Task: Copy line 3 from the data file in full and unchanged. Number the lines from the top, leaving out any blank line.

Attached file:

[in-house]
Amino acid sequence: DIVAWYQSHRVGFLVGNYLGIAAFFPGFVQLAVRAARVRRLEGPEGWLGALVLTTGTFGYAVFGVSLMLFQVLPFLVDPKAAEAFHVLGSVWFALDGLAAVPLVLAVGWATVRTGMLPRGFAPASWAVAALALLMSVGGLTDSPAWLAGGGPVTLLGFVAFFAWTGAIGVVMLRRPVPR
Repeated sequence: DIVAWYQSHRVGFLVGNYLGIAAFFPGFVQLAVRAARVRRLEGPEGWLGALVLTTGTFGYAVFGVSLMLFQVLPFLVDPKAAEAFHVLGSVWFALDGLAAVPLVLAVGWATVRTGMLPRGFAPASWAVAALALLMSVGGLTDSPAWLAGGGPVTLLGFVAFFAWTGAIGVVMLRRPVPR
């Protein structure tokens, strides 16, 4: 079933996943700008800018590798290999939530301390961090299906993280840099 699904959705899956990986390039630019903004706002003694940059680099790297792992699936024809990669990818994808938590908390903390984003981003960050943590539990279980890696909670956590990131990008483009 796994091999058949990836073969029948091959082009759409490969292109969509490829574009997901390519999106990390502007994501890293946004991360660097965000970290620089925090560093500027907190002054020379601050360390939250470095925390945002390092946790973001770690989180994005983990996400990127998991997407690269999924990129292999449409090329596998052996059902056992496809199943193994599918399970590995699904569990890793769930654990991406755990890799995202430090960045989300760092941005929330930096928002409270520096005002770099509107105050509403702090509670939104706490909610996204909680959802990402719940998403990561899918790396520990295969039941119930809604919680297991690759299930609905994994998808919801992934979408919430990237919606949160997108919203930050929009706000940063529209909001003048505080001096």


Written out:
Repeated sequence: DIVAWYQSHRVGFLVGNYLGIAAFFPGFVQLAVRAARVRRLEGPEGWLGALVLTTGTFGYAVFGVSLMLFQVLPFLVDPKAAEAFHVLGSVWFALDGLAAVPLVLAVGWATVRTGMLPRGFAPASWAVAALALLMSVGGLTDSPAWLAGGGPVTLLGFVAFFAWTGAIGVVMLRRPVPR